Need some brisket help

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Nefarious

Master of the Pit
Original poster
Oct 10, 2021
1,616
1,309
Seattle WA
I have been asked to smoke a couple of briskets for my niece's 30th birthday. I have not smoked a brisket before this ask, this is the second and last attempt before the event.

I have a recteq smoker and usually smoke at 180° for most of the cook, usually under 3 hours.

I got this brisket, 15+lbs
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And smoked it at 180° for 9hrs. Pulled it at IT 165° and brought inside to finish in the oven.

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Finished in the oven wrapped in butcher paper with a total of 13hr cook. I let it rest covered with several towels and put in the refrigerator to store for the next day. I plan to cook them, at least 2, the day before the event. This attempt was to get an idea of what changes I need to make so I tried to follow the plan.

I heated the brisket the next day in the oven, covered in aluminum foil. The taste was good but the meat was extremely dry.

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Smoke ring is good, but texture was too dry.

I did not use a water pan in the smoker and maybe 9 hours is too long.

What changes would you recommend to make the meat at least somewhat more moist?

Thanks, I appreciate your perspective.
 
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I personally find reheated beef tends to be dry, but that's me.maybe slice and reheat in some beef broth. I'm sure some of the pros will be around though.
 
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The biggest contributor in dry meat, typically, is the grade. Standard, select, choice and prime. The last brisket I got from HEB had no marks leading me to believe it was likely standard or select. Normally I buy choice.

In the future you could inject or brine ahead of time. That should also help.

As for me, I almost always set my temp at 250° and wrap at 165-179° and add just a touch of beef stock we make at home.
 
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I personally find reheated beef tends to be dry, but that's me.maybe slice and reheat in some beef broth. I'm sure some of the pros will be around though.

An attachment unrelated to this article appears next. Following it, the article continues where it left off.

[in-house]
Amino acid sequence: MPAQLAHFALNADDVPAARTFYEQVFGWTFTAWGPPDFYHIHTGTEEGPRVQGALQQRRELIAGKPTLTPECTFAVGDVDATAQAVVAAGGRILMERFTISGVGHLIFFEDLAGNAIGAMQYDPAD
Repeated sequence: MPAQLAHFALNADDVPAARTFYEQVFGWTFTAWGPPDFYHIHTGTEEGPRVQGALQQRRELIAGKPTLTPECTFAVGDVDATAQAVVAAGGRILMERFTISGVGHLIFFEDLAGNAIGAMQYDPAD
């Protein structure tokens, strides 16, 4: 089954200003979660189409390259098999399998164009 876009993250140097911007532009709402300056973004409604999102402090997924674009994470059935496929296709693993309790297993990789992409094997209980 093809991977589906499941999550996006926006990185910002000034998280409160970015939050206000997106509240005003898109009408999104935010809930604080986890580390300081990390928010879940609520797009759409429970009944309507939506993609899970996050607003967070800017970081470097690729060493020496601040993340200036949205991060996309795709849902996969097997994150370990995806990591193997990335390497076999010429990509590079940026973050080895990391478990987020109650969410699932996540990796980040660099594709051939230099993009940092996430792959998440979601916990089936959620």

If we have leftovers, I always vacuum seal them for the freezer. For reheating, I thaw whatever it is and then drop it in the water and turn down the heat. Usually it gets hot enough after 15 to 20 minutes.
 
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I can only share my experiences. I use an electric smoker set at 225'- 230' start to finish. Many here smoke at higher temps, 225- 230 works for me. I can't imagine how much longer it might take to get the IT up and tender set at a lower temp or for any reason to try that. I have IT sensor probes that alarms go off at about 198' for me to start poking it. I just use the temp sensor probes for that. If some spots are still not butter soft, I let it go for another half hr 45 min then test again untill it is all tender. I personally do not foil wrap till I take it off to put in a cooler wrapped in towels for 2-5 hours to "rest" and get even more tender. It usually cools down to about 180 in that time frame to slice or pull.

My experience is that if a brisket or pork butt seem dry it is usually from not fully being cooked enough for the "magic" happening to soften it up. This is the reason that in early days briskets and pork butts were an undesirable cut of meat. Only recent years have we learned it has to be cooked a long time and relatively slow to make it tender. My ITs on both are usually in the 203-205 range to be poke tender and pulled off. Each chunk of meat is different, just as the amount of time two pieces of meat will hold from 163 to 170 in the stall will be different, where some people foil wrap to speed this up. 15 lb briskets have taken me 20 hours at times. Just did a 20lb PB that was 21hrs. All have been very tender and juicy. Good luck to you. Let us know how it works out.
 
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No mention of how much fat was trimmed? Best to continue the smoke into the stall for a bit. If I wrap, the IT on the thickest part of the flat would be closer to 170-180º. Agree with 801driver 801driver it sounds like the brisket was not cooked long enough. Time and temps are guidelines at best. Briskets get done when they are probed tender all over the flat, ie probing feels like going into a jar of peanut butter.
 
Great smoke ring! I'd only smoke at 180 for an hour or two then run it up to 275 or so. Do you know what temp you pulled it out of the oven the first time? I have not tried injecting any enhancers prior to smoking but some do. The beef broth for warm up is a great idea for warming up.